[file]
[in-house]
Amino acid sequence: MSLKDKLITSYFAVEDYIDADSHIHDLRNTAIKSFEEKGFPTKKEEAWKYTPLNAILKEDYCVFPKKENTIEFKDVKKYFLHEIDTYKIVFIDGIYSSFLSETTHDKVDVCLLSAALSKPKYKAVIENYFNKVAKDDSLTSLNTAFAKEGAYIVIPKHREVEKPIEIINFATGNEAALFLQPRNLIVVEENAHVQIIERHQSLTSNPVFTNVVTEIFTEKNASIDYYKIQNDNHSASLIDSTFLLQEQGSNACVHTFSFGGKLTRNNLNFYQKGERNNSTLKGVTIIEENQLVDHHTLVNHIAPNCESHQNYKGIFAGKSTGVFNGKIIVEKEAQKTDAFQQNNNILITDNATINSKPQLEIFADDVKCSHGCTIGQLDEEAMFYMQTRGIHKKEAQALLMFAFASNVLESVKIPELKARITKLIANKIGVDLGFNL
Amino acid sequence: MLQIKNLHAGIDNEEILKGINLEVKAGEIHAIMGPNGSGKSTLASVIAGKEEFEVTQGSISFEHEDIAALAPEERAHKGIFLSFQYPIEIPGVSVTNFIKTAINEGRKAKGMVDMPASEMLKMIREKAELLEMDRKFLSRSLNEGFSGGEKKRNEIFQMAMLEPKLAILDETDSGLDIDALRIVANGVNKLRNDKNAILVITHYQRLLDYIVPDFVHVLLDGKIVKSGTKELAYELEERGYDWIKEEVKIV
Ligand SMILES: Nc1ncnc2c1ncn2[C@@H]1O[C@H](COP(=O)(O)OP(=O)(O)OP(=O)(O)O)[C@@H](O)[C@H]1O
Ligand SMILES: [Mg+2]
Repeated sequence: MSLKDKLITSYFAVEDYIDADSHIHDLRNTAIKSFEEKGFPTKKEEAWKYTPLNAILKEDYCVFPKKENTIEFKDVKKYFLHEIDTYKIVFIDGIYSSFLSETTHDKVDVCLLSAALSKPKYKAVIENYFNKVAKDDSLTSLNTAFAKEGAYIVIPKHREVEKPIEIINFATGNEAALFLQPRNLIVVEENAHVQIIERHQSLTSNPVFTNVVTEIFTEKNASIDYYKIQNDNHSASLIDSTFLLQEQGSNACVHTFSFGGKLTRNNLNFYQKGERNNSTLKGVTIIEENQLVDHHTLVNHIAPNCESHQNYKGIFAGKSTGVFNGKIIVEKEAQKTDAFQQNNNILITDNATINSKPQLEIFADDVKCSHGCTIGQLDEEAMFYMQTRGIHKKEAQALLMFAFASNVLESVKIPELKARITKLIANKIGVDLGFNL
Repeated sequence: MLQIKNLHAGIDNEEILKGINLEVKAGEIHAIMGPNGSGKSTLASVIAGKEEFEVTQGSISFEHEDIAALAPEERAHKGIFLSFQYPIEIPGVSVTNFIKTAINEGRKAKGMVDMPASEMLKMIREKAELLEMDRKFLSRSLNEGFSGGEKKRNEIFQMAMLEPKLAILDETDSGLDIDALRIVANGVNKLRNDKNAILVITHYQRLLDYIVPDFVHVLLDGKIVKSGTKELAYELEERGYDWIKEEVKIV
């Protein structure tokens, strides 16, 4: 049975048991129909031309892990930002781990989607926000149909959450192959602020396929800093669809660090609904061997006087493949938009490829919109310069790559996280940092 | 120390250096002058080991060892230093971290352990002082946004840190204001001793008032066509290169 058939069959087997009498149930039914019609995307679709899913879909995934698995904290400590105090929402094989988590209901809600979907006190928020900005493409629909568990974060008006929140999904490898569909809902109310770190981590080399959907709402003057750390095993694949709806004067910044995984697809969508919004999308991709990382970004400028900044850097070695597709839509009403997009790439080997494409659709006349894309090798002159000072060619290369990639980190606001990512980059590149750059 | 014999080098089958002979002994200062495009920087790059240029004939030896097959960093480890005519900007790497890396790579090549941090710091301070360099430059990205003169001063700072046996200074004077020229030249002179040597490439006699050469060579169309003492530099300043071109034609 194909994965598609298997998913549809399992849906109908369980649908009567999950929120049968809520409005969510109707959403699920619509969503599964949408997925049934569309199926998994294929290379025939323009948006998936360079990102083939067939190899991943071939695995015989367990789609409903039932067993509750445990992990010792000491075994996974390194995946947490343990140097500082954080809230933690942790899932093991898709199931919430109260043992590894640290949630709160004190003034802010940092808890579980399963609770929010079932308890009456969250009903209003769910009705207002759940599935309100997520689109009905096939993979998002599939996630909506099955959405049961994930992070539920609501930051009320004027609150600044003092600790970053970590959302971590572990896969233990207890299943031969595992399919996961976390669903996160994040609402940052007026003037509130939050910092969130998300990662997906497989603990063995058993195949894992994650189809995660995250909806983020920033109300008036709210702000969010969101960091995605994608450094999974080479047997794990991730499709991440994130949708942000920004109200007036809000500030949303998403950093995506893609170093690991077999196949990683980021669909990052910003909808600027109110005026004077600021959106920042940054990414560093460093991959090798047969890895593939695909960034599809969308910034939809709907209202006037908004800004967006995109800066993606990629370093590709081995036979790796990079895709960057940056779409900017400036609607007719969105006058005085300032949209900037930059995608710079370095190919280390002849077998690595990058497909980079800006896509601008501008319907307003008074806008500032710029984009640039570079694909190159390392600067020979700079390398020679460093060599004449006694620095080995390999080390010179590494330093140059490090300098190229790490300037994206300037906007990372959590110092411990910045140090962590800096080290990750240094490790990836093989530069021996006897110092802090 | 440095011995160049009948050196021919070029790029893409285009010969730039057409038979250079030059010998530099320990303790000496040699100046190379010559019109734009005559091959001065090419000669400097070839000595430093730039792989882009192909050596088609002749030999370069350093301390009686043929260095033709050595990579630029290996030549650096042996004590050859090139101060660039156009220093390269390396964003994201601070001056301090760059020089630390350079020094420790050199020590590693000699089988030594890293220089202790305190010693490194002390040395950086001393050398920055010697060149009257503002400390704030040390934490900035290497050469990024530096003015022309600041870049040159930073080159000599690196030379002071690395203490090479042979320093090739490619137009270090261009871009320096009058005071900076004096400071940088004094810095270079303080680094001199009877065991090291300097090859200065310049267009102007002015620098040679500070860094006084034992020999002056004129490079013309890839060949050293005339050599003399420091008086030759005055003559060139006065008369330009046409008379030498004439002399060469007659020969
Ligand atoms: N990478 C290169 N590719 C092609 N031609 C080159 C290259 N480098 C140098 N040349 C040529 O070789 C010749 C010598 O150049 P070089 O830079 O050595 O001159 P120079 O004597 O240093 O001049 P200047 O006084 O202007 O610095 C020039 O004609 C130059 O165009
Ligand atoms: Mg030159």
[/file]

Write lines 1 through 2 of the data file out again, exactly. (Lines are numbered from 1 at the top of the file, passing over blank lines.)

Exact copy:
[in-house]
Amino acid sequence: MSLKDKLITSYFAVEDYIDADSHIHDLRNTAIKSFEEKGFPTKKEEAWKYTPLNAILKEDYCVFPKKENTIEFKDVKKYFLHEIDTYKIVFIDGIYSSFLSETTHDKVDVCLLSAALSKPKYKAVIENYFNKVAKDDSLTSLNTAFAKEGAYIVIPKHREVEKPIEIINFATGNEAALFLQPRNLIVVEENAHVQIIERHQSLTSNPVFTNVVTEIFTEKNASIDYYKIQNDNHSASLIDSTFLLQEQGSNACVHTFSFGGKLTRNNLNFYQKGERNNSTLKGVTIIEENQLVDHHTLVNHIAPNCESHQNYKGIFAGKSTGVFNGKIIVEKEAQKTDAFQQNNNILITDNATINSKPQLEIFADDVKCSHGCTIGQLDEEAMFYMQTRGIHKKEAQALLMFAFASNVLESVKIPELKARITKLIANKIGVDLGFNL